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Is there a five or six month sleep regression?

The most commonly talked about sleep regressions are at four and eight to nine months. However since some kids hit their regressions early or late, they can pretty much happen at any time during the whole first year haha! I feel like months four to 10 were just one long series of sleep regressions back-to-back!

In case you’re feeling like you’re in the middle of one right now, here’s something I found helpful to know! Sleep regressions happen most because of neurological growth spurts. They can also happen when teething hits or separation anxiety kicks in.

1. Teething: I hadn’t known this until we were going through it, but the teething process can start weeks or even months before their first tooth actually breaks through. When they’re lying down, this is when the gums can start to throb. So our son was waking crying a tonne in the middle of the night. Our pediatrician advised us to give him Motrin at bedtime for a few nights to see how he did, and it helped tremendously! So it could be the start of teething. Also refrigerated water teethers or a wet wash cloth refrigerated and tied in a knot help too!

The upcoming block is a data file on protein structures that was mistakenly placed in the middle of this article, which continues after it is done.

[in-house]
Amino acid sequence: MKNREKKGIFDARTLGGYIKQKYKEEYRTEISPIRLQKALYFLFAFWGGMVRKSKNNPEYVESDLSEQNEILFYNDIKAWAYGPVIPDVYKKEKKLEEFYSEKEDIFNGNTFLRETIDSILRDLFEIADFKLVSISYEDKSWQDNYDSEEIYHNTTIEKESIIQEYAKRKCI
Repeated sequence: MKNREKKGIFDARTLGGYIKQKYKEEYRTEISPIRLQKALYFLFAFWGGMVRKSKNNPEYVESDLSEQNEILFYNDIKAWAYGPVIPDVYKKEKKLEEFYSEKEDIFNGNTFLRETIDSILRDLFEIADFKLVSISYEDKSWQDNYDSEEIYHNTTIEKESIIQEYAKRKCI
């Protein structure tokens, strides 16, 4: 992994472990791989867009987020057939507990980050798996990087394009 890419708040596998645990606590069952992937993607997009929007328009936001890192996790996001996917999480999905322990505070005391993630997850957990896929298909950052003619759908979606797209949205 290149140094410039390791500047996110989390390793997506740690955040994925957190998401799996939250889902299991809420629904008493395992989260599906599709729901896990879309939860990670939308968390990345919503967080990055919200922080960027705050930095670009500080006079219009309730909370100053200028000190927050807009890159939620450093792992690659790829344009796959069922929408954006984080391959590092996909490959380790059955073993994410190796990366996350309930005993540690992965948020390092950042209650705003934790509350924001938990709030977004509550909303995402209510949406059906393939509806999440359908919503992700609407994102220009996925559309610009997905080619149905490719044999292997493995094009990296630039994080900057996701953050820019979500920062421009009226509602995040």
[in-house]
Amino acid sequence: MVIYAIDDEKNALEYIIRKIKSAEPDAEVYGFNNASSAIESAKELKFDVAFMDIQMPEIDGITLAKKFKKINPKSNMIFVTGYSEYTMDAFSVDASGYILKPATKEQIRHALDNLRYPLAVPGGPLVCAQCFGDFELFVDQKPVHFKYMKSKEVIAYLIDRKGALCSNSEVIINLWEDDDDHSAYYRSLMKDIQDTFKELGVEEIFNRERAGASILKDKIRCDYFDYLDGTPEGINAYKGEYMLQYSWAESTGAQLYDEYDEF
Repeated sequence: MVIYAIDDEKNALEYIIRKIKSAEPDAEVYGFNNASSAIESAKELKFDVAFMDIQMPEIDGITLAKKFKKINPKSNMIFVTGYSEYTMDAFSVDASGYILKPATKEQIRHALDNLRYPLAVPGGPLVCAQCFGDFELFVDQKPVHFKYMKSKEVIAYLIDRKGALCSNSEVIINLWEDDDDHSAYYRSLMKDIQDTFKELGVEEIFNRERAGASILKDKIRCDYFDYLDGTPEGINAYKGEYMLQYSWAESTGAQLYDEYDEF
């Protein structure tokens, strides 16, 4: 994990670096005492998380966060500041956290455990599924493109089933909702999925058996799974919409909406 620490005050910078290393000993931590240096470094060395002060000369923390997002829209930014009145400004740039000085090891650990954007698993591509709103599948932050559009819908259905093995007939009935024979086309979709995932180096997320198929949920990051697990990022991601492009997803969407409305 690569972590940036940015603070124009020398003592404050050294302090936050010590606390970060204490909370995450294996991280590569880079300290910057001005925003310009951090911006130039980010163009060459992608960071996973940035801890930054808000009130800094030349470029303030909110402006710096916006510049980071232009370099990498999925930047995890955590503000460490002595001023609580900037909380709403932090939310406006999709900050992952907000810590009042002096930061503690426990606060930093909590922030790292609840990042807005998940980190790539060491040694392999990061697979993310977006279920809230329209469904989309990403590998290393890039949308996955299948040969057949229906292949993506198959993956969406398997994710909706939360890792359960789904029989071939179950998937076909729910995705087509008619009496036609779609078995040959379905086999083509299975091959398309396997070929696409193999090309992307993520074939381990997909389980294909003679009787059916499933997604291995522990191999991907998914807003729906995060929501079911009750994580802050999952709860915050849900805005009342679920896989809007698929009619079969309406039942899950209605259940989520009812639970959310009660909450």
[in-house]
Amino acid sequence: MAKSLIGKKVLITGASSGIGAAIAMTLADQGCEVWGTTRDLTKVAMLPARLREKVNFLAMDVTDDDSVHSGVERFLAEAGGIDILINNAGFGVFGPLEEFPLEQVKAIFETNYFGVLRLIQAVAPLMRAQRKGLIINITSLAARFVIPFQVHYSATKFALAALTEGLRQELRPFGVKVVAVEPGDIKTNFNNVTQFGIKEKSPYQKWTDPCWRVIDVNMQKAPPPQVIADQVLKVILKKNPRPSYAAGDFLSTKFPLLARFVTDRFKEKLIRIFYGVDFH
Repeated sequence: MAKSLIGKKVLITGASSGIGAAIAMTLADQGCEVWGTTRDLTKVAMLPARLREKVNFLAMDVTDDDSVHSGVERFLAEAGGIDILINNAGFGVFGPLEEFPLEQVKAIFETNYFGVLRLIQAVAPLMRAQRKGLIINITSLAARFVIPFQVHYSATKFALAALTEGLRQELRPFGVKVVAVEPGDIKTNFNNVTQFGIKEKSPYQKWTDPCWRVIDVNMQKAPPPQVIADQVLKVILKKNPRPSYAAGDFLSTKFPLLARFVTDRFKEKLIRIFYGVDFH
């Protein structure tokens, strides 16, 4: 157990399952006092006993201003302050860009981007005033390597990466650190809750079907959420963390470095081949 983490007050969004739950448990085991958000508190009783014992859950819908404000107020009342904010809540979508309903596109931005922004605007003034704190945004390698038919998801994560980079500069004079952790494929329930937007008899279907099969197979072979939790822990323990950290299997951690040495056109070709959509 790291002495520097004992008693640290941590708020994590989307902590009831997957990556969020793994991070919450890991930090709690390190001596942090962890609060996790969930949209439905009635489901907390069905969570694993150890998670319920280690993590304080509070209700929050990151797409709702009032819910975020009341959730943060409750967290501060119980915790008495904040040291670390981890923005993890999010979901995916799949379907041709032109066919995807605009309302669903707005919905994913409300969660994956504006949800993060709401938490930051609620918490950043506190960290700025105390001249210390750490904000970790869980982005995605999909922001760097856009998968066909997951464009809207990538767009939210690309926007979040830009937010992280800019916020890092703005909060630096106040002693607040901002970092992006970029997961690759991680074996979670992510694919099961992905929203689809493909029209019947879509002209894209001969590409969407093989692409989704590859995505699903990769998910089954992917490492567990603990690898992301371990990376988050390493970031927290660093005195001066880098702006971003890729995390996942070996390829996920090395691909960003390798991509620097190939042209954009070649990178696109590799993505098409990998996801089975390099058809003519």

2. Whenever babies are going through new milestones (for example learning to sit, crawling, walking, etc) they can go through sleep regressions because their neurological system is just on overload wanting to master their new skill! So if your baby is starting to try sitting on his own or rolling over or anything new, it could be a sleep regression from that. Best thing to do is to help him work on that new task during the days so it fatigues him and makes him feel accomplished with his new task.

3. Our son’s separation anxiety showed up early! We’d already had him in his own room at three months but we moved to a new house when he was almost seven months, which I think triggered it. He would wake at night and seem scared and would only go back to sleep if I came in and consoled him for a bit even though he would previously self-soothe back to sleep. The best thing that helped with this was playing a lot of games to teach object permanence during the day (peek a boo for example). This helps them understand that just because mom and dad aren’t in the room doesn’t mean they’re gone forever.

Hope some of these tips help!

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